“Chick Noir”: Shopaholic Meets Double Indemnity


Wilfrid Laurier University


In early 2014, several articles appeared proclaiming the rise to prominence of a new subgenre of the crime novel: “chick noir,” which included popular books like Gone Girl, The Silent Wife, and Before We Met. However, there was also resistance to the new genre label from critics who viewed it as belittling to women’s writing and to female- focused narratives. Indeed, the separation of female-centred books – whether “chick lit” or “chick noir” – from mainstream fiction remains highly problematic and reflects the persistence of a gendered literary hierarchy. However, as this paper suggests, the label “chick noir” also reflects the fact that in these novels the crime thriller has been revitalized through cross-pollination with the so-called chick lit novel. I contend that chick lit and chick noir are two narrative forms addressing many of the same concerns relating to the modern woman, offering two different responses: humour and horror. Comparing the features of chick noir to those of chick lit and noir crime fiction, I suggest that chick noir may be read as a manifestation of feminist anger and anxiety – responses to the contemporary pressure to be “wonder women.”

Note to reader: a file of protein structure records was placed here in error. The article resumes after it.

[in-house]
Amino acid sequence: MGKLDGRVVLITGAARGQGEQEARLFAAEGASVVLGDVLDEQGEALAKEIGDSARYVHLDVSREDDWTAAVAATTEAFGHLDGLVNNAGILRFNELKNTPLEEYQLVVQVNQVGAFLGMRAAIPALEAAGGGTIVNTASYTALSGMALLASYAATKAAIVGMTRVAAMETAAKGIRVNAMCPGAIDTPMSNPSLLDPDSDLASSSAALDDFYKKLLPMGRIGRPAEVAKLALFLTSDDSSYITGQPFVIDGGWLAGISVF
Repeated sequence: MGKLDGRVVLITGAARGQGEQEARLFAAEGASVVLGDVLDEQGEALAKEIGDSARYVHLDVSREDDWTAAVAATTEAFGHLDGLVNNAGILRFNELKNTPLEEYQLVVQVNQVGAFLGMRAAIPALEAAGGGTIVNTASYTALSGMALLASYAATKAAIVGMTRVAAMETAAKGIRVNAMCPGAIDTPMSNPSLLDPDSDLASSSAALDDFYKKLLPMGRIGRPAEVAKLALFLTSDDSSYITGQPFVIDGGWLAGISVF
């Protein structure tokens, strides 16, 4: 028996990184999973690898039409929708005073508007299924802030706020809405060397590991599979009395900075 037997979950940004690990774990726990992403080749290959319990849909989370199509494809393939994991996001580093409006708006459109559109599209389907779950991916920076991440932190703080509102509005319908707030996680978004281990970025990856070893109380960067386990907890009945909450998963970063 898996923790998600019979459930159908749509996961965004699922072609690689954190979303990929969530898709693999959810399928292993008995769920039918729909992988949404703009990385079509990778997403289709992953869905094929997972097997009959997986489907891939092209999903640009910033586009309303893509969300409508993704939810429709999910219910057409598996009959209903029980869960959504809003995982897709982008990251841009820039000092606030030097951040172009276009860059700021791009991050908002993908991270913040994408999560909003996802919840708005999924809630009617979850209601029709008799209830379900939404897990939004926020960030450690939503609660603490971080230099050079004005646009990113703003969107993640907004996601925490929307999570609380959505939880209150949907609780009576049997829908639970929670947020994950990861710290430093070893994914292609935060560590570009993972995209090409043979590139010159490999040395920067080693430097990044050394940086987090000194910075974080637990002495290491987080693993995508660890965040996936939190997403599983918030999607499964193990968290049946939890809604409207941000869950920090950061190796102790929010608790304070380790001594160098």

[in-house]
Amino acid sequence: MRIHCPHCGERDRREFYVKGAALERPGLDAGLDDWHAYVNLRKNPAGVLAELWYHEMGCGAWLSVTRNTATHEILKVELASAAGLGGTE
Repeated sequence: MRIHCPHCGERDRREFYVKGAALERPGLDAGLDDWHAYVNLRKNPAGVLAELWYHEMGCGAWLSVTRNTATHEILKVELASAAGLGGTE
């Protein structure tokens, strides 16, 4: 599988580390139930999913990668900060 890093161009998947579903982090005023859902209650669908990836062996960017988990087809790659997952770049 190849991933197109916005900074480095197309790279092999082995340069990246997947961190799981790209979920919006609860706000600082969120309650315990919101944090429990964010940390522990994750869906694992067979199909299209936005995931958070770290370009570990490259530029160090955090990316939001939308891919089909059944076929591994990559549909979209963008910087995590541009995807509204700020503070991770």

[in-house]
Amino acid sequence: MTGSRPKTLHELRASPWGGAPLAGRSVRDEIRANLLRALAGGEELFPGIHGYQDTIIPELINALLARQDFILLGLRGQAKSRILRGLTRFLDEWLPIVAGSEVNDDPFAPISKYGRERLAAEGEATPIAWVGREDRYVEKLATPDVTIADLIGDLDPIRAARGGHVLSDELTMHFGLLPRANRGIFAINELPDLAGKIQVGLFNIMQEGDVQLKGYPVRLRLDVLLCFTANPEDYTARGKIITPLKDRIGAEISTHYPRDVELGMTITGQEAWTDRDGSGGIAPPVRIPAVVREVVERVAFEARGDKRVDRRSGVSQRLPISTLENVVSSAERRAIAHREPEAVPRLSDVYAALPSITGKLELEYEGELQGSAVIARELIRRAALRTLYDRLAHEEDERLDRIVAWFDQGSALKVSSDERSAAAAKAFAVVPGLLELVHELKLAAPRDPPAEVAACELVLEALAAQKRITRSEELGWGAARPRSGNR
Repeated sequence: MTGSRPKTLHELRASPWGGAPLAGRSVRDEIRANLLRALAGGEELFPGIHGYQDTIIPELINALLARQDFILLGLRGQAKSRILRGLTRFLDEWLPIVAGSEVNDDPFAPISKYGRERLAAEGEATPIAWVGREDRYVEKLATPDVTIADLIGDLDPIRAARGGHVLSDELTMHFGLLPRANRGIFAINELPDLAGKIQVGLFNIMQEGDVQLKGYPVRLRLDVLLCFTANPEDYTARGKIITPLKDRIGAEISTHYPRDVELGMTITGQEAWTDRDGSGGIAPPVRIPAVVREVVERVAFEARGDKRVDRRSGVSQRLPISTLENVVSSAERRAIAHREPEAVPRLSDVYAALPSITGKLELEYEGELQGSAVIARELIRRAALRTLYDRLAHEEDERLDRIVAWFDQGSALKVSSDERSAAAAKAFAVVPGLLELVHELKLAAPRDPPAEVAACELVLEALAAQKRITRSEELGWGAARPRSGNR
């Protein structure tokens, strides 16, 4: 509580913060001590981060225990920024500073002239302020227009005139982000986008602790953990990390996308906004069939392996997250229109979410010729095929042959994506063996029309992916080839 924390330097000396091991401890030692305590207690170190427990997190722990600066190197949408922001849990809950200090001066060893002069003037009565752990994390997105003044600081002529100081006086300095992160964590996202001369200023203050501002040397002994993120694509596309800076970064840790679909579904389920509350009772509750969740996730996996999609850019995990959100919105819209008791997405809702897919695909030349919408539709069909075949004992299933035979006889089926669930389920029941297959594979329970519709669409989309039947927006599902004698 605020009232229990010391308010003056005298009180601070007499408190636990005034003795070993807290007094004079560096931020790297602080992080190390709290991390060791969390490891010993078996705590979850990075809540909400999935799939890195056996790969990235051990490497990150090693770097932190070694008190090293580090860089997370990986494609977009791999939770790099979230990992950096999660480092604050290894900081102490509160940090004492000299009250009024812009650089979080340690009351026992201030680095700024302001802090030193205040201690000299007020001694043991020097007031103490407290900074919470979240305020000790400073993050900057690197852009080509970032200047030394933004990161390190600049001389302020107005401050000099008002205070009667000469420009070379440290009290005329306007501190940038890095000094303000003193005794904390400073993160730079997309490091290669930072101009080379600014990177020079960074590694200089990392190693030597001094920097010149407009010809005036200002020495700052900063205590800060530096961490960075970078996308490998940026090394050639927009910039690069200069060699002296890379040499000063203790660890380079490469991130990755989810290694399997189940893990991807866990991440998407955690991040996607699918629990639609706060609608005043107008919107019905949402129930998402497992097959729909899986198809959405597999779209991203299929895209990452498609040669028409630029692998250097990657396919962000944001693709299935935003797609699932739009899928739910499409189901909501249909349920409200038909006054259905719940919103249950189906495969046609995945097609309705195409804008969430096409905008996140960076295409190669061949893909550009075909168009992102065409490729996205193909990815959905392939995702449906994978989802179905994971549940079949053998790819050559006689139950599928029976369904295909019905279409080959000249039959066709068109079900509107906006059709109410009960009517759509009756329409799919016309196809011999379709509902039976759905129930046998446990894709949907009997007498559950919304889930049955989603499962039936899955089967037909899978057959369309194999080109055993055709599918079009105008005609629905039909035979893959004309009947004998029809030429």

Keywords: chick lit, chick noir, contemporary women’s writing, contemporary crime fiction, domestic noir, feminism and fiction, feminist fiction, femme fatale in literature, genre blending, wonder women